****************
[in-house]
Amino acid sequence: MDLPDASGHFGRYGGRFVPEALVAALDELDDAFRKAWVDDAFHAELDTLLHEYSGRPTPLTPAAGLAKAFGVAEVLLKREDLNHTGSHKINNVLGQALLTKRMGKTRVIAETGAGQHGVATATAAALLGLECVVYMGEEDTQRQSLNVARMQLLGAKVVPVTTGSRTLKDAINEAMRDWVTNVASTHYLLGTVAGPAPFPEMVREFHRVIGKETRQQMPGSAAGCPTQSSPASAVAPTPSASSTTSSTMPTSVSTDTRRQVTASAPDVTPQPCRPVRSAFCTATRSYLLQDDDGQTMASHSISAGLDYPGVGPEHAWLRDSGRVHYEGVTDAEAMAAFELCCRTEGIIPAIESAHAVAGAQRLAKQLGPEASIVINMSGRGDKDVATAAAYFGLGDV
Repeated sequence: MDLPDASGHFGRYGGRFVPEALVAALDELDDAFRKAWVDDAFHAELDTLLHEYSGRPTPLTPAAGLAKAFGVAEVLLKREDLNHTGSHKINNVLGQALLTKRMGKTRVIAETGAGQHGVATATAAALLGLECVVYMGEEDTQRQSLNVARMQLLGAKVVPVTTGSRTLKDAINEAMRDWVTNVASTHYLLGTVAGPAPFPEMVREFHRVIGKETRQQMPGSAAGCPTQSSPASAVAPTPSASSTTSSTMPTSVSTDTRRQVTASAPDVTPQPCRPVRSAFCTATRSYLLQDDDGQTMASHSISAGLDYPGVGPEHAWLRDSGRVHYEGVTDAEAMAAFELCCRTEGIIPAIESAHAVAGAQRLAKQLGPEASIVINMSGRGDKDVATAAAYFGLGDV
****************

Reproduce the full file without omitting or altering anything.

[in-house]
Amino acid sequence: MDLPDASGHFGRYGGRFVPEALVAALDELDDAFRKAWVDDAFHAELDTLLHEYSGRPTPLTPAAGLAKAFGVAEVLLKREDLNHTGSHKINNVLGQALLTKRMGKTRVIAETGAGQHGVATATAAALLGLECVVYMGEEDTQRQSLNVARMQLLGAKVVPVTTGSRTLKDAINEAMRDWVTNVASTHYLLGTVAGPAPFPEMVREFHRVIGKETRQQMPGSAAGCPTQSSPASAVAPTPSASSTTSSTMPTSVSTDTRRQVTASAPDVTPQPCRPVRSAFCTATRSYLLQDDDGQTMASHSISAGLDYPGVGPEHAWLRDSGRVHYEGVTDAEAMAAFELCCRTEGIIPAIESAHAVAGAQRLAKQLGPEASIVINMSGRGDKDVATAAAYFGLGDV
Repeated sequence: MDLPDASGHFGRYGGRFVPEALVAALDELDDAFRKAWVDDAFHAELDTLLHEYSGRPTPLTPAAGLAKAFGVAEVLLKREDLNHTGSHKINNVLGQALLTKRMGKTRVIAETGAGQHGVATATAAALLGLECVVYMGEEDTQRQSLNVARMQLLGAKVVPVTTGSRTLKDAINEAMRDWVTNVASTHYLLGTVAGPAPFPEMVREFHRVIGKETRQQMPGSAAGCPTQSSPASAVAPTPSASSTTSSTMPTSVSTDTRRQVTASAPDVTPQPCRPVRSAFCTATRSYLLQDDDGQTMASHSISAGLDYPGVGPEHAWLRDSGRVHYEGVTDAEAMAAFELCCRTEGIIPAIESAHAVAGAQRLAKQLGPEASIVINMSGRGDKDVATAAAYFGLGDV